A SCOTS university will harness the natural and cutural heritage of countries in Northern Europe to support small and medium enterprises (SMEs) in the creative industries.

The two-year “StoryTagging” project will see partners from Northern Ireland, Finland, Russia and Sweden work alongside Robert Gordon University (RGU) Orkney to develop a digital platform that they say will “enhance the reach of SMEs while supporting the creation of new creative products”. The scheme hopes to bring the cultural heritage of communities to life, as all the nations involved have a rich history of storytelling.

RGU Orkney will manage the venture, which is in part funded by the Northern Periphery and Arctic (NPA) programme of the EU.

StoryTagging aims to “celebrate the natural and cultural heritage of Northern communities” and will involve a range of disciplines; RGU schools of creative and cultural business, computing science and Gray’s School of Art will all be involved, as will the University of the Highlands and Islands alongside the project’s international partners.

Elsa Cox, RGU’s Orkney development manager, said: “Orkney shares a strong history of storytelling with the project regions as demonstrated by local folklore, music, art and an annual storytelling festival. The StoryTagging project is exciting as it brings the opportunity to enhance market reach by imbuing creative products with those stories.

“Such stories bring large numbers of visitors to the islands annually, keen to experience the landscape and local culture for themselves.

“Creative SME’s in the north of Scotland face similar economic challenges to those based across the project area due to location, distance to market and even lack of internet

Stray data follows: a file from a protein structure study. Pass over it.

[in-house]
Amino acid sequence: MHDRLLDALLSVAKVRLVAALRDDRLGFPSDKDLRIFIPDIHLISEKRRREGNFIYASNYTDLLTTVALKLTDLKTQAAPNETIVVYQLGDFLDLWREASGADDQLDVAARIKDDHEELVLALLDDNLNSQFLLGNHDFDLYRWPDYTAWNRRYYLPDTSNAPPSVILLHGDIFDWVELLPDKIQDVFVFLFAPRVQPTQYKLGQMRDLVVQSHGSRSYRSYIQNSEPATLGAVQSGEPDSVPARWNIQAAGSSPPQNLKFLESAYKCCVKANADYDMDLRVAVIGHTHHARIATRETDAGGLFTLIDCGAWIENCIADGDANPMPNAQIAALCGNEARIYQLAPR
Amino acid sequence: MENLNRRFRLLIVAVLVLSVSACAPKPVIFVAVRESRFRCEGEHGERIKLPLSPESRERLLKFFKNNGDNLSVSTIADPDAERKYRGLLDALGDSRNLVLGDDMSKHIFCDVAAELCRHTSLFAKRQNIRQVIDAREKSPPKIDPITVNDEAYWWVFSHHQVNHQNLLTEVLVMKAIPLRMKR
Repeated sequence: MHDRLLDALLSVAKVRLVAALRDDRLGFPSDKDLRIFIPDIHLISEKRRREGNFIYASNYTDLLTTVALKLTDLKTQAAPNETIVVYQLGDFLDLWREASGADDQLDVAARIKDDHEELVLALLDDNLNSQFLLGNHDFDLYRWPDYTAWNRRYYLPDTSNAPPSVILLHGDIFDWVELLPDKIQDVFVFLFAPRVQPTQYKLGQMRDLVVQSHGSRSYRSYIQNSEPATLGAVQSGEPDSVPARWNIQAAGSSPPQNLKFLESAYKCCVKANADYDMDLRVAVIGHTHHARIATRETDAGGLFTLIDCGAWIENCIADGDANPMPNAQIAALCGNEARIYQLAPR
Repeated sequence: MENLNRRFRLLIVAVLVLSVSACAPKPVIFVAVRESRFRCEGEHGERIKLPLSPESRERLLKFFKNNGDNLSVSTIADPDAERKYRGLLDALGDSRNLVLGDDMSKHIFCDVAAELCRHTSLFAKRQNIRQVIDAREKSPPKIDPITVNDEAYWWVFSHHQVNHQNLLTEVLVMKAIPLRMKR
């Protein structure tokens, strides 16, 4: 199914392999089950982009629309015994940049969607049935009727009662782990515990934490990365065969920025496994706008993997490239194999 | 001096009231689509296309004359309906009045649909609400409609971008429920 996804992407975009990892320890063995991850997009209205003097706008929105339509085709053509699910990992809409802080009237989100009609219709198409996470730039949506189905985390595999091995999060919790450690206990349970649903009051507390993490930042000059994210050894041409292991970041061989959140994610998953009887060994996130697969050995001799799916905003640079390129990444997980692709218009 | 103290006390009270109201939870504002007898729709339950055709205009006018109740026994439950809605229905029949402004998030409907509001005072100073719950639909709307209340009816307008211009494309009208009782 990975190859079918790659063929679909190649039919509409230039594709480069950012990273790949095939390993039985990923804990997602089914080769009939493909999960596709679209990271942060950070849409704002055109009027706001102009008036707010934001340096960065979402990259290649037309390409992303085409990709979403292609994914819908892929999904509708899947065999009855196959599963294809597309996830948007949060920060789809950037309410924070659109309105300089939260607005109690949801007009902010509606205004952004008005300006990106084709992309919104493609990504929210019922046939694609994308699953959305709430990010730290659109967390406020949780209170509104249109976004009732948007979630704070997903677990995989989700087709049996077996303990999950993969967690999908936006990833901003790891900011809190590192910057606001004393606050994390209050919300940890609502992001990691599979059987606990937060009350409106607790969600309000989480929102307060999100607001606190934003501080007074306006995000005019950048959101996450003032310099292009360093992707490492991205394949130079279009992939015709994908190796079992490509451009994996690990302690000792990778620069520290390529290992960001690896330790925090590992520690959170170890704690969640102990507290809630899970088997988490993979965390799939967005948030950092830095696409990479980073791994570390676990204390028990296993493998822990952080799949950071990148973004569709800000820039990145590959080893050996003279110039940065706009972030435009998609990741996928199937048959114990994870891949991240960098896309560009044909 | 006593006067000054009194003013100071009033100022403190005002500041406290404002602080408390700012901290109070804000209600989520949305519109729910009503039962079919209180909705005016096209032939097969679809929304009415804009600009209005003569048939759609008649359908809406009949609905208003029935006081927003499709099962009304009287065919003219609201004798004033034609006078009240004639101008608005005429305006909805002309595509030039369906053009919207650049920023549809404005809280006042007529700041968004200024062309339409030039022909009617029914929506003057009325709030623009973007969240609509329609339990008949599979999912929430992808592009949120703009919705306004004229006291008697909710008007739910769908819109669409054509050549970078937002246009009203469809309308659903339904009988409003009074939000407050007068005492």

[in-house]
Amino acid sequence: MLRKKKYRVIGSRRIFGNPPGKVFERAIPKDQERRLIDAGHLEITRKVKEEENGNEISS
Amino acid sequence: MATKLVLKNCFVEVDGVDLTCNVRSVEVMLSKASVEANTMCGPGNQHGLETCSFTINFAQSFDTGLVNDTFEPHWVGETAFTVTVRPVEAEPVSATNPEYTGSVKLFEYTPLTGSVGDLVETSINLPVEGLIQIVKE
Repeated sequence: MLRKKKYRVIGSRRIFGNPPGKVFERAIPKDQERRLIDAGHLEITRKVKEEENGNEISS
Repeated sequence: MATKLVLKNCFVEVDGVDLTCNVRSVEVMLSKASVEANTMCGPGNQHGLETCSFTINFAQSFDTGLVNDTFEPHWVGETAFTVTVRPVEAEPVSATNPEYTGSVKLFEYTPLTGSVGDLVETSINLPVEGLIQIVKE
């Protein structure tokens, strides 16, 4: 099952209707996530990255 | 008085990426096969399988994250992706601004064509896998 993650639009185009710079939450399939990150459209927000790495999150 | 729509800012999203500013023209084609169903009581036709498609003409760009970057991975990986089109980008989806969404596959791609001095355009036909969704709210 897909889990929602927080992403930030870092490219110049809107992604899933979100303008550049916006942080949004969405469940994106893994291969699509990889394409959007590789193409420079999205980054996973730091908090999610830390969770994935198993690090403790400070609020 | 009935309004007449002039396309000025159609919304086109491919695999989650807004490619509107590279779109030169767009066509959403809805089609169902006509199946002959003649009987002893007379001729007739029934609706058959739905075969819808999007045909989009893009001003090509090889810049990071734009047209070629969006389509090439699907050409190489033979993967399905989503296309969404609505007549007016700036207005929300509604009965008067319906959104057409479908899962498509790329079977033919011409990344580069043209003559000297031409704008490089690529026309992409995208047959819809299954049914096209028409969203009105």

“With the potential to make it easier to do business sustainably in remote regions, the StoryTagging project has a great deal to offer locally.”

One of the central activities will involve developing an integrated digital platform to host stories, trails, movies and information about locations and events in a wide range of multimedia formats.

It will collect up to 30 stories in each partner country which celebrate language, dialect and culture, economic heritage, traditions, history, folklore, landscape and archaeology.

Project partners will collaborate with SMEs in each country to bring stories to life through new products or works, which will then be mapped via the platform.

Professor Paul Hagan, vice principal for research at RGU, added: “We are pleased to be collaborating with our international partners to ensure that the rich cultural and natural heritage of the region is captured through our technological expertise and innovation.

“This project once again highlights RGU’s commitment to interdisciplinary research and capitalises on our strengths to find effective solutions to some of the challenges experienced by communities in the Highlands and Islands.”